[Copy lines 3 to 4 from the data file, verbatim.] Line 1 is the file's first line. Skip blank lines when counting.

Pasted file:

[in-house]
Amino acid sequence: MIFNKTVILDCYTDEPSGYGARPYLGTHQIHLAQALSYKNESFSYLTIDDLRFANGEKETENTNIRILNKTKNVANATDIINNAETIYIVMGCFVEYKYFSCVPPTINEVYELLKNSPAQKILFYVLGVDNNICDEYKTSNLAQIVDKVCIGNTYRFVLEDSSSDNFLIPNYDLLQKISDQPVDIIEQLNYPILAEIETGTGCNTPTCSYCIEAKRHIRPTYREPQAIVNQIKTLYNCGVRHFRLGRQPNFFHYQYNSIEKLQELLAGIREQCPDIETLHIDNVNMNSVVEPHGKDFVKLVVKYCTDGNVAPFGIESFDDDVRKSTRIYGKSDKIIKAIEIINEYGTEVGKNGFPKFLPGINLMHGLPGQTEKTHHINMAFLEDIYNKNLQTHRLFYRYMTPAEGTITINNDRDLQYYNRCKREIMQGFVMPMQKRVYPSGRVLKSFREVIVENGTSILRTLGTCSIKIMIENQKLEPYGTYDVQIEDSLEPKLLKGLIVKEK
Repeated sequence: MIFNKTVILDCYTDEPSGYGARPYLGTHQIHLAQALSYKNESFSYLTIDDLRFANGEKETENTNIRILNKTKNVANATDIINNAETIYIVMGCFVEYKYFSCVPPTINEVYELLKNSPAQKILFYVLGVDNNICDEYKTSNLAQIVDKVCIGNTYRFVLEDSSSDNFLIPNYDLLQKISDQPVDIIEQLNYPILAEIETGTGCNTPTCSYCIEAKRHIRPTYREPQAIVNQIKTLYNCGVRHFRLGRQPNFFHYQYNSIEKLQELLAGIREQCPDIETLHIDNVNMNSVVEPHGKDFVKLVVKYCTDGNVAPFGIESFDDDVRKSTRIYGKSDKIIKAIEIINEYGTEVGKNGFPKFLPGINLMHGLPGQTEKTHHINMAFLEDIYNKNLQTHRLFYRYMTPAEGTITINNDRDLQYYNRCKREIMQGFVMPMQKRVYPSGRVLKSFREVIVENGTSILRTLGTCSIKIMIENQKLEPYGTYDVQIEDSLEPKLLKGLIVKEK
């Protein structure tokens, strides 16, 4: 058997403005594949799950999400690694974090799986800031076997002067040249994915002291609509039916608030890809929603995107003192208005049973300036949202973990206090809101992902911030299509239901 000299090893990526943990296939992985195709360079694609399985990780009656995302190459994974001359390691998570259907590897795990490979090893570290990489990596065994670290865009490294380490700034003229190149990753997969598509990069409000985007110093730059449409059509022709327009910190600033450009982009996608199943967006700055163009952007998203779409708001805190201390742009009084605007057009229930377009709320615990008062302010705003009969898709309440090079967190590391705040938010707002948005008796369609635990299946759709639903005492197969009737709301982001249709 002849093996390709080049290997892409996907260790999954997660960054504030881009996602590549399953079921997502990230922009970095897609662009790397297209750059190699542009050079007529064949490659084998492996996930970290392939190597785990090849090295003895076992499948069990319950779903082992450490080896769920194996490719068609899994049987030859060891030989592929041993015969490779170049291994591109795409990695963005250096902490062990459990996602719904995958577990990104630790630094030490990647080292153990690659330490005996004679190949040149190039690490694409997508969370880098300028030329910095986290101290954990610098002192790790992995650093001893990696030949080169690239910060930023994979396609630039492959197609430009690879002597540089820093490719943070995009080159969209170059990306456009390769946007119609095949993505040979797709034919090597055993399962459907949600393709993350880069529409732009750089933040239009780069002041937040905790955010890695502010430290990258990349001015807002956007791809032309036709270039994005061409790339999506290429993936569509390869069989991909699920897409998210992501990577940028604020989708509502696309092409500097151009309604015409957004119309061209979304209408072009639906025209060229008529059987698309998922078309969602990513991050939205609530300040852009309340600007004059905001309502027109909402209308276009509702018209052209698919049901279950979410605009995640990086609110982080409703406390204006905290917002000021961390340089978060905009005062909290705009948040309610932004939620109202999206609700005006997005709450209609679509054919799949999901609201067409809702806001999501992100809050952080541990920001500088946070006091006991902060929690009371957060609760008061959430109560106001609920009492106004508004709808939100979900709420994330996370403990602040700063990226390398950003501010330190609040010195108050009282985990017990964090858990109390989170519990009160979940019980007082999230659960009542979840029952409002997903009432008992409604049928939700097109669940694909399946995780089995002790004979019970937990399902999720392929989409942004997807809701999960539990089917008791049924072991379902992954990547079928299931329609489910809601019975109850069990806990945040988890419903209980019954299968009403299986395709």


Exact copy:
Repeated sequence: MIFNKTVILDCYTDEPSGYGARPYLGTHQIHLAQALSYKNESFSYLTIDDLRFANGEKETENTNIRILNKTKNVANATDIINNAETIYIVMGCFVEYKYFSCVPPTINEVYELLKNSPAQKILFYVLGVDNNICDEYKTSNLAQIVDKVCIGNTYRFVLEDSSSDNFLIPNYDLLQKISDQPVDIIEQLNYPILAEIETGTGCNTPTCSYCIEAKRHIRPTYREPQAIVNQIKTLYNCGVRHFRLGRQPNFFHYQYNSIEKLQELLAGIREQCPDIETLHIDNVNMNSVVEPHGKDFVKLVVKYCTDGNVAPFGIESFDDDVRKSTRIYGKSDKIIKAIEIINEYGTEVGKNGFPKFLPGINLMHGLPGQTEKTHHINMAFLEDIYNKNLQTHRLFYRYMTPAEGTITINNDRDLQYYNRCKREIMQGFVMPMQKRVYPSGRVLKSFREVIVENGTSILRTLGTCSIKIMIENQKLEPYGTYDVQIEDSLEPKLLKGLIVKEK
């Protein structure tokens, strides 16, 4: 058997403005594949799950999400690694974090799986800031076997002067040249994915002291609509039916608030890809929603995107003192208005049973300036949202973990206090809101992902911030299509239901 000299090893990526943990296939992985195709360079694609399985990780009656995302190459994974001359390691998570259907590897795990490979090893570290990489990596065994670290865009490294380490700034003229190149990753997969598509990069409000985007110093730059449409059509022709327009910190600033450009982009996608199943967006700055163009952007998203779409708001805190201390742009009084605007057009229930377009709320615990008062302010705003009969898709309440090079967190590391705040938010707002948005008796369609635990299946759709639903005492197969009737709301982001249709 002849093996390709080049290997892409996907260790999954997660960054504030881009996602590549399953079921997502990230922009970095897609662009790397297209750059190699542009050079007529064949490659084998492996996930970290392939190597785990090849090295003895076992499948069990319950779903082992450490080896769920194996490719068609899994049987030859060891030989592929041993015969490779170049291994591109795409990695963005250096902490062990459990996602719904995958577990990104630790630094030490990647080292153990690659330490005996004679190949040149190039690490694409997508969370880098300028030329910095986290101290954990610098002192790790992995650093001893990696030949080169690239910060930023994979396609630039492959197609430009690879002597540089820093490719943070995009080159969209170059990306456009390769946007119609095949993505040979797709034919090597055993399962459907949600393709993350880069529409732009750089933040239009780069002041937040905790955010890695502010430290990258990349001015807002956007791809032309036709270039994005061409790339999506290429993936569509390869069989991909699920897409998210992501990577940028604020989708509502696309092409500097151009309604015409957004119309061209979304209408072009639906025209060229008529059987698309998922078309969602990513991050939205609530300040852009309340600007004059905001309502027109909402209308276009509702018209052209698919049901279950979410605009995640990086609110982080409703406390204006905290917002000021961390340089978060905009005062909290705009948040309610932004939620109202999206609700005006997005709450209609679509054919799949999901609201067409809702806001999501992100809050952080541990920001500088946070006091006991902060929690009371957060609760008061959430109560106001609920009492106004508004709808939100979900709420994330996370403990602040700063990226390398950003501010330190609040010195108050009282985990017990964090858990109390989170519990009160979940019980007082999230659960009542979840029952409002997903009432008992409604049928939700097109669940694909399946995780089995002790004979019970937990399902999720392929989409942004997807809701999960539990089917008791049924072991379902992954990547079928299931329609489910809601019975109850069990806990945040988890419903209980019954299968009403299986395709």